[seqfan] Re: Parking lot for bad drivers
Veikko Pohjola
veikko at nordem.fi
Sat Jul 25 10:23:28 CEST 2015
Dear seqfans,
I am considering to submit my version of this parking lot problem (if it has not been done yet). The version is what I did call misinterpreted, because it refers to an idealized model of the whole: cars which can move horizontally to any direction and a parking lot which is an open square with permeable borders. It is thus just a mathematical excercise. The task is to find for an nxn square the maximum coverage by the occupied 1x1-spaces under the constraint that no rows of three occupied spaces can appear vertically, horizontally and diagonally.
Actually we have a tiling problem here. The maximum coverage of an nxn square can be obtained with a 3x3-size macrotile, but some extra challenge is offered by the evidence that a macrotile of one types can solve only 2/3 of the cases while another, symmetrical, is necessary to solve the rest.
The sequence of the maximum numbers of occupied spaces in an nxn square starts as follows: 1, 4, 6, 9, 16, 20, 25, 36, 40, 49, 64, 68, 81, ... (not in OEIS).
The original parking lot problem was launched elsewhere and then discussed by many other people. Thus, I will proceed to submission of this version only if nobody objects.
Regards,
Veikko
Vladimir Shevelev kirjoitti 19.7.2015 kello 12.47:
> On the other hand, if to mean the initial problem on drivers, in case n=15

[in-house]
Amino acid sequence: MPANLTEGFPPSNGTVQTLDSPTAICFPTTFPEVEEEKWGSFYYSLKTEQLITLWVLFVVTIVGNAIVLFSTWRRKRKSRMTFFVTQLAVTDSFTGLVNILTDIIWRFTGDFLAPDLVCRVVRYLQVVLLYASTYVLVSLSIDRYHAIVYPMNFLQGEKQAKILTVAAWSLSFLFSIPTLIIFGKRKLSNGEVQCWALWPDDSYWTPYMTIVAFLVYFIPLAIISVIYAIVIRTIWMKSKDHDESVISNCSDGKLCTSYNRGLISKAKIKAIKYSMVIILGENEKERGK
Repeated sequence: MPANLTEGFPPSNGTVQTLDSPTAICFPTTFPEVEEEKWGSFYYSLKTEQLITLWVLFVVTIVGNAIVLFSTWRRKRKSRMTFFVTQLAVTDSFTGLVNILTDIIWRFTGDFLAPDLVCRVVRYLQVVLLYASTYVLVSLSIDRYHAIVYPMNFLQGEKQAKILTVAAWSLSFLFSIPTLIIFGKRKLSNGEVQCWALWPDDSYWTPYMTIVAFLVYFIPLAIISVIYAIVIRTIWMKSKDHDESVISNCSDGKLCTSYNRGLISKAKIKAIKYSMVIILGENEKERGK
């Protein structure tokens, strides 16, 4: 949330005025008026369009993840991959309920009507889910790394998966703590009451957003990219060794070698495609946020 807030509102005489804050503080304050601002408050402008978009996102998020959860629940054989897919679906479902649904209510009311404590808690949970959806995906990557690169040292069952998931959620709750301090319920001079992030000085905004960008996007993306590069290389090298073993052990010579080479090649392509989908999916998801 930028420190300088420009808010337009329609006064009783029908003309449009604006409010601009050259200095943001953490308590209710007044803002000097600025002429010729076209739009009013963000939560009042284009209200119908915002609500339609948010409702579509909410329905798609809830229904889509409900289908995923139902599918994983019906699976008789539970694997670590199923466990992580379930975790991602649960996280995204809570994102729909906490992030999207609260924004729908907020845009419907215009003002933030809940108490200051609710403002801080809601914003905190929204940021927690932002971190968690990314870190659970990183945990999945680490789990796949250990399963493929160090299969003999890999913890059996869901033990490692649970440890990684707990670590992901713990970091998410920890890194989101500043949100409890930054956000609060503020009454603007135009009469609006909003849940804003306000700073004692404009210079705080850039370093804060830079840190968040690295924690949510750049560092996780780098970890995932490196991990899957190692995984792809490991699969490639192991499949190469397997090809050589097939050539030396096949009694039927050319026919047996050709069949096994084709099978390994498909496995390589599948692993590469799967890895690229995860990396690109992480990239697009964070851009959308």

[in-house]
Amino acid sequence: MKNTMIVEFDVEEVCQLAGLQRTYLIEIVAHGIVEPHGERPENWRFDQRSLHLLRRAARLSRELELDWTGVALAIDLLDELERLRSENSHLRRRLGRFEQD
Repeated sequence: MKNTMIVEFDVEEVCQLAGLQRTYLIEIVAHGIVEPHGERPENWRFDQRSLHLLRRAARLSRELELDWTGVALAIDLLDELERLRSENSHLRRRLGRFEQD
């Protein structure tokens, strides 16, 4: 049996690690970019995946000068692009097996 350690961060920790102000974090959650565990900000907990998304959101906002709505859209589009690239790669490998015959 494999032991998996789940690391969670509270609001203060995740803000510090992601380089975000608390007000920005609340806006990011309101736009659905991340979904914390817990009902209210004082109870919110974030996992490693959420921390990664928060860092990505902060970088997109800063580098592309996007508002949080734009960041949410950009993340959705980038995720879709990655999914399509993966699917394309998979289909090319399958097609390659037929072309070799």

> we have 102 cars:
>
> XX_XX_XX_XX_XX_
> ______________X
> XX_XX_XX_XX_X_X
> XX_XX_XX_XX_XX_
>
> XX_XX_XX_XX_X_X
> XX_XX_XX_XX_XX_
>
> XX_XX_XX_XX_X_X
> XX_XX_XX_XX_X_X
>
> XX_XX_XX_XX__XX
> XX_XX_XX_XX_XX_
> ______________X
> XX_XX_XX_XX_X_X
>
> I get 1,2,4,8,12,17,24,30,38,48,56,66,80,90,102,...
> (not in OEIS).
> Conjecture: 1) if n==1 (mod 3), then a(1)=1,
> a(n) = 4*(n-1)*(n+2)/9, n>=4;
> 2) if n==2 (mod 3), then a(n) = 2*(n+1)*(2*n-1)/9, n>=2.
> 3) if n==0 (mod 3), then a(n) = 4*(n/3)^2+x_n, n>=6. where x_n
> are small additives which till now I do not know: x_3=0, x_6=1, x_9=2, x_12=2, x_15=2.
>
> Note that up to n=8, earlier Rob had 1, 2, 4, 8, 12, 16, 21, 26.
> However, for n=6 we have 17 cars
>
> XX_XX_
> _____X
> XX_X_X
> XX_XX
> ______
> XX_XX
>
> while for n=7 we have 24 cars:
>
> XX_XX_X
> _______
> XX_XX_X
> XX_XX_X
> _______
> XX_XX_X
> _X_XX_X
>
> and for n=8, as I have already written, we have 30 cars
> (Veikko's result which was confirmed by me in a simpler variant).
>
> Best regards,
> Vladimir
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